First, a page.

First impressions continue to be racy. The steering is firm and surprisingly weighty, even when pulling out of the shiny BMW workshop. It immediately feels focused, with taut, tied-down suspension and a performance-profiled in-town ride. M DCT means it is swift and slur-free when moving off and zipping through town. It ticks the ‘special feel’ box right away.
The engine isn’t massively more powerful. It has 10hp more, with 460hp delivered at 6,250rpm. There’s 10 percent more pulling power though, with 442lb ft of torque yours from 4,000-5,380rpm (how delicious that BMW feels the need to be so specific). Launch control and the bite of the tyres give 0-62mph in 3.9 seconds and a standard M Driver’s package raises the top speed limiter to 174mph. The rev limiter is set at 7,600rpm, which is pretty high for a turbocharged 3.0-litre straight-six.
It’s a motor that loves to rev, and sounds magnificent. Adding turbos softened the snarl of early M3, but this brings it back, complete with some authentic resonances and vibrations from the exhausts as it howls over 4,000rpm. Yellow shift lifts in the rev counter flash to signal an upchange, ideally through the paddleshifts, although leaving the seven-speed to do it isn’t the end of the world. Gearchanges are very fast and the sheer intensity of the punch during redline gearshifts is immense – as near to instant shift as you can get in a saloon
No matter what sort of driving you’re doing – even pootling around the city – you’ll love listening to the M3 CS’s engine and, in particular, its exhausts. If you buy a car for the experience, this will feel good even if you don’t drive it to its limits.
There was always a slight nervousness doing this with the original M3. Not anymore. The Cup tyres, along with honed suspension settings, the higher-speed effect of the aero and overall tireless tuning and honing by the BMW M engineers, have created a quite wonderful driver’s car. It’s dialled in and far more purposeful than a normal M3, building upon the excellent work that already went into the updated Competition Package car.
The tyres aren’t brilliant on greasy roads, so you’ll have to be careful there. But, in the dry, they’re exceptional, with tremendous traction and pretty decent feel through the steering. As mentioned, it’s a meaty steering setup, with no soggy slackness and, to further underline its purposefulness, the satisfying feeling of going momentarily light as you pass through the centre from left to right, signalling the tyres’ contact patches are unloaded. The confidence you quickly get from this steering is huge.
Likewise the rest of it. There’s no floaty hesitancy, just a stiffly-suspended ride that results in little roll and lots of connectedness. It’s not harsh either, despite its firmness, so should be purposeful but not daunting on scarred British roads. I liked it best in Sport; Sport Plus is probably too stiff for the road, while Comfort is not really necessary in Germany.
Even on the road, it gives you the confidence to be a bit spicy on the accelerator out of corners, feeling the huge grip from the rear tyres, the precision of the electronic limited-slip differential, even a nudge of power oversteer if you’re really excitable. Choose M Dynamic Mode, or MDM, with the DSC and you can even conduct mild drifts under the security of stability control. I found it a magnificently well-sorted fast-road driver’s car that, at long last, is as special as you’d hope an M3 would be.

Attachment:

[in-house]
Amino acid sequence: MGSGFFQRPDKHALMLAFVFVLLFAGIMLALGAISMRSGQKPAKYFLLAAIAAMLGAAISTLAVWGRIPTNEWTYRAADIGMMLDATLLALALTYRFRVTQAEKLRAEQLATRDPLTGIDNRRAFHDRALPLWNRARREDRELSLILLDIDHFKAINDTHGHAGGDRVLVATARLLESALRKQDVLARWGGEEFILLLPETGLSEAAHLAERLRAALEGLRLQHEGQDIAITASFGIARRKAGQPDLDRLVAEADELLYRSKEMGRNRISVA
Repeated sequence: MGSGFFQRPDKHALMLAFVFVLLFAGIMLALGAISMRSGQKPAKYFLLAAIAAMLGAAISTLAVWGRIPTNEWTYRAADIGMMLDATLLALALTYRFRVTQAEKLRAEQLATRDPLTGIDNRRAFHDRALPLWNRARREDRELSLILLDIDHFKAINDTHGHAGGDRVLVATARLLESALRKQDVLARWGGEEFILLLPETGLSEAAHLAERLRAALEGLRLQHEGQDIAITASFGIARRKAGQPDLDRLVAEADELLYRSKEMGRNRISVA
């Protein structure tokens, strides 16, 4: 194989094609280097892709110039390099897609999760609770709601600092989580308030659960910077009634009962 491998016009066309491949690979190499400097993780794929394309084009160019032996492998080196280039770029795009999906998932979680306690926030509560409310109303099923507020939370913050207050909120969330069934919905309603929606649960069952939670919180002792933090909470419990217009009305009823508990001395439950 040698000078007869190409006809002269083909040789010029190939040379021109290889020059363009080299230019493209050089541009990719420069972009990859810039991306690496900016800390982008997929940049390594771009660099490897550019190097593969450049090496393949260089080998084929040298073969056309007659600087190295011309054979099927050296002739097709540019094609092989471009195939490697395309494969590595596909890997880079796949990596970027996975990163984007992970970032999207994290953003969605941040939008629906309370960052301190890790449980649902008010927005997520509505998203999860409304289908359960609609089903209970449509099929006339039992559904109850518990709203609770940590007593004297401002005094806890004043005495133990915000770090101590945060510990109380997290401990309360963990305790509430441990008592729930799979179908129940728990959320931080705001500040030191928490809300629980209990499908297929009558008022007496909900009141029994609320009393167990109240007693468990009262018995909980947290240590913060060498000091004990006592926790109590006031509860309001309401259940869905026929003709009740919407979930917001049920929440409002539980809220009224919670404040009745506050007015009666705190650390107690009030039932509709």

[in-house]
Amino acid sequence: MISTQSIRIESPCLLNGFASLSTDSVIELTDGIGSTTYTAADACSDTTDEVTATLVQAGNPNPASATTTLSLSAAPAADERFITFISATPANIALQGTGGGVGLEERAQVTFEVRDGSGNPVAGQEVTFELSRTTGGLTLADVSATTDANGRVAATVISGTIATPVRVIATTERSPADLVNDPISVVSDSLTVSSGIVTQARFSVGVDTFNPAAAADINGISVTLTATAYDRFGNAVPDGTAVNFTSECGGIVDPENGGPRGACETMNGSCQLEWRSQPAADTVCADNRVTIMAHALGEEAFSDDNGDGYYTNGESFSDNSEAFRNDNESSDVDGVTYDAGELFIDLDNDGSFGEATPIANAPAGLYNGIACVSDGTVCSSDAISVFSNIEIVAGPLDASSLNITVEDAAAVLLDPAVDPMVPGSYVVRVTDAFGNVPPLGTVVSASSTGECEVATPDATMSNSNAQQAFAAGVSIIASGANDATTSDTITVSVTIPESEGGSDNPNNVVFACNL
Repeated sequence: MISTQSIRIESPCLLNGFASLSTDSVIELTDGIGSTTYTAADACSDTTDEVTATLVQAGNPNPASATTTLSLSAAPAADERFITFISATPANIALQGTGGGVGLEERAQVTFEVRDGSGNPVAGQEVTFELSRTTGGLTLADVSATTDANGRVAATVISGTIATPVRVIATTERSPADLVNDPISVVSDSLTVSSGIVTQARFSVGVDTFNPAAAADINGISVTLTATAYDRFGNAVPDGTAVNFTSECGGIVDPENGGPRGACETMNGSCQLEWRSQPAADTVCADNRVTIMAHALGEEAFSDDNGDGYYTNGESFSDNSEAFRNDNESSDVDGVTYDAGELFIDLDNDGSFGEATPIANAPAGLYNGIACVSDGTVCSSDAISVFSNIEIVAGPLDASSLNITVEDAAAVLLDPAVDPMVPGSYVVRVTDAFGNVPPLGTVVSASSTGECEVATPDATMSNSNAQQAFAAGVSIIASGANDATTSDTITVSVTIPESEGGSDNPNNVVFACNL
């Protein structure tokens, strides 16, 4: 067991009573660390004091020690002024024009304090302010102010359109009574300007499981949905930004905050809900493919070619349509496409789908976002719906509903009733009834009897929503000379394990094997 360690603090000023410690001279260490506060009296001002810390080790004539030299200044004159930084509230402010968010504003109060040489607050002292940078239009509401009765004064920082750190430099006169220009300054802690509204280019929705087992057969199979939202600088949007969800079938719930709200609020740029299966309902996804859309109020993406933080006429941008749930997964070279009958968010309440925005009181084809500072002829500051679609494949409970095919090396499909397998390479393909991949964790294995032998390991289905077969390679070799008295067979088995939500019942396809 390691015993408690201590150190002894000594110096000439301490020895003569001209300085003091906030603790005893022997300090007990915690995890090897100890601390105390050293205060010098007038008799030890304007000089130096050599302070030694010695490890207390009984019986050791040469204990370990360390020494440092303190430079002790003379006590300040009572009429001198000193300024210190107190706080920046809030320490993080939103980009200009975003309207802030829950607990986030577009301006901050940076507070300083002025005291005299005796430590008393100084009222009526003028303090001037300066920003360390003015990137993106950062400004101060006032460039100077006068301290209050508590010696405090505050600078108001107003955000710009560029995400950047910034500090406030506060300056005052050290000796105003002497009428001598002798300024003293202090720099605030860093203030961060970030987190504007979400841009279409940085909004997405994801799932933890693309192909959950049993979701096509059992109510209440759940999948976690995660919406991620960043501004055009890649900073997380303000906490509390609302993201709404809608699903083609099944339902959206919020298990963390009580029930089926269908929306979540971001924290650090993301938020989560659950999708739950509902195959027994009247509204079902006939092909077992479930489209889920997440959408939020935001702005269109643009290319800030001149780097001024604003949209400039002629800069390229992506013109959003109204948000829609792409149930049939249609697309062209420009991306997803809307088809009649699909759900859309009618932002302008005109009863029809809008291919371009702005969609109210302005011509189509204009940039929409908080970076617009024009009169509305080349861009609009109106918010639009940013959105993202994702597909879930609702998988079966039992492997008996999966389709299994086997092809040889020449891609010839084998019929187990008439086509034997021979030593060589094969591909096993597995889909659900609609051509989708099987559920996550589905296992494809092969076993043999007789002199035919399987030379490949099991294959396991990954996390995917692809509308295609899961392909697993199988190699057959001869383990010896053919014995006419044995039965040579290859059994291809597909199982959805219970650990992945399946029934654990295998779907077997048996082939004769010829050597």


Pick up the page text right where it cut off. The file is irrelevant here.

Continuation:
Then we went out on track, and it got better still. First, BMW showed us how powerful and tireless the standard carbon ceramic brakes are: very, meaning the lovely gold calipers and massive-diameter front discs are not just for show. Then, a bit of cone-weaving, to show the front-end bit, and also the clarity with which it finally telegraphs its peel-off into understeer. Such is the lack of lag from the engine, a stab of the accelerator soon corrected this into graceful oversteer. It was supercar-grade stuff.
Out on the higher-speed circuit, the CS came into its own, with a fast, efficient, feedback-filled performance. Its limits, once again, thanks to the tyres, are extremely high, but you have the confidence to quickly approach them, even spend a few laps going over them, to the chagrin of the instructor in the lead car but not to your own heartrate. Do some of this in the first F80 M3 and you’d be having kittens.
I managed to grab an extra session of fast lapping in the M3 CS, engine howling, gearbox punching, tyres biting, suspension keying me into the road surface and brakes never failing to shed 150km/h with absolute authority. Special mention to the sheer stability of the car under heavy braking, too – braking into bends was child’s play.
It was a phenomenally thrilling session in a seriously well-sorted performance car. The BMW M3 CS is almost perfect. What a pity it couldn’t have been like this from the start.
You sense BMW had a point to prove with the M3 CS. If this really is the end of the line for the M3, it didn’t want it to depart with a reputation as an almost but not quite car. Cue the CS, one of the best M3s in decades. It’s exceptionally exciting, a top-notch sports car that’s been developed by experts. Their signatures are all over it.
The current M3 has thus signed off in style. What the future holds, who knows. That’s a job for the product planners. But if and when they do start work on a new M3, using the BMW M3 CS as a starting point would be no bad thing. It’s an M3 great, full stop.
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Engine: 3.0-litre straight-six twin-turbo
Power: 460hp @ 6,250rom
Torque: 442lb ft @ 4,000-5,380rpm
Top speed: 174mph (limited)
Fuel economy: 33.2mpg